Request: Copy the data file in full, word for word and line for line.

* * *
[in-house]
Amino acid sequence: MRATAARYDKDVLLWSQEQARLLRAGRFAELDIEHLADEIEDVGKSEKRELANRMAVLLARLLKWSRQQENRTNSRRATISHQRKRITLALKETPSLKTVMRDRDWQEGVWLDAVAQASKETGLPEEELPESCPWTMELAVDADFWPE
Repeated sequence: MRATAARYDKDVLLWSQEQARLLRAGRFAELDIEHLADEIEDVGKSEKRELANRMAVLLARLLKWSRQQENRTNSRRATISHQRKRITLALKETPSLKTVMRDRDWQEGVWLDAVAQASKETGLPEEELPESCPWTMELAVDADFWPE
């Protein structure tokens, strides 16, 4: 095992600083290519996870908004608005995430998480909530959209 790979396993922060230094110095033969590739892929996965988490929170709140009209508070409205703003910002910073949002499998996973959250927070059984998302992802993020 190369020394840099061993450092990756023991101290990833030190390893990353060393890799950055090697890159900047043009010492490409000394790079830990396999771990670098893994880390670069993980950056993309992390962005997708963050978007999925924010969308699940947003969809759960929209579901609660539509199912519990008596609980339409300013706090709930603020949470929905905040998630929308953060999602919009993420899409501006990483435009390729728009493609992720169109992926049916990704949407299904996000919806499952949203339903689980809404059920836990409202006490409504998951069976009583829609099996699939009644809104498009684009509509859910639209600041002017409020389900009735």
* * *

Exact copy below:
[in-house]
Amino acid sequence: MRATAARYDKDVLLWSQEQARLLRAGRFAELDIEHLADEIEDVGKSEKRELANRMAVLLARLLKWSRQQENRTNSRRATISHQRKRITLALKETPSLKTVMRDRDWQEGVWLDAVAQASKETGLPEEELPESCPWTMELAVDADFWPE
Repeated sequence: MRATAARYDKDVLLWSQEQARLLRAGRFAELDIEHLADEIEDVGKSEKRELANRMAVLLARLLKWSRQQENRTNSRRATISHQRKRITLALKETPSLKTVMRDRDWQEGVWLDAVAQASKETGLPEEELPESCPWTMELAVDADFWPE
């Protein structure tokens, strides 16, 4: 095992600083290519996870908004608005995430998480909530959209 790979396993922060230094110095033969590739892929996965988490929170709140009209508070409205703003910002910073949002499998996973959250927070059984998302992802993020 190369020394840099061993450092990756023991101290990833030190390893990353060393890799950055090697890159900047043009010492490409000394790079830990396999771990670098893994880390670069993980950056993309992390962005997708963050978007999925924010969308699940947003969809759960929209579901609660539509199912519990008596609980339409300013706090709930603020949470929905905040998630929308953060999602919009993420899409501006990483435009390729728009493609992720169109992926049916990704949407299904996000919806499952949203339903689980809404059920836990409202006490409504998951069976009583829609099996699939009644809104498009684009509509859910639209600041002017409020389900009735």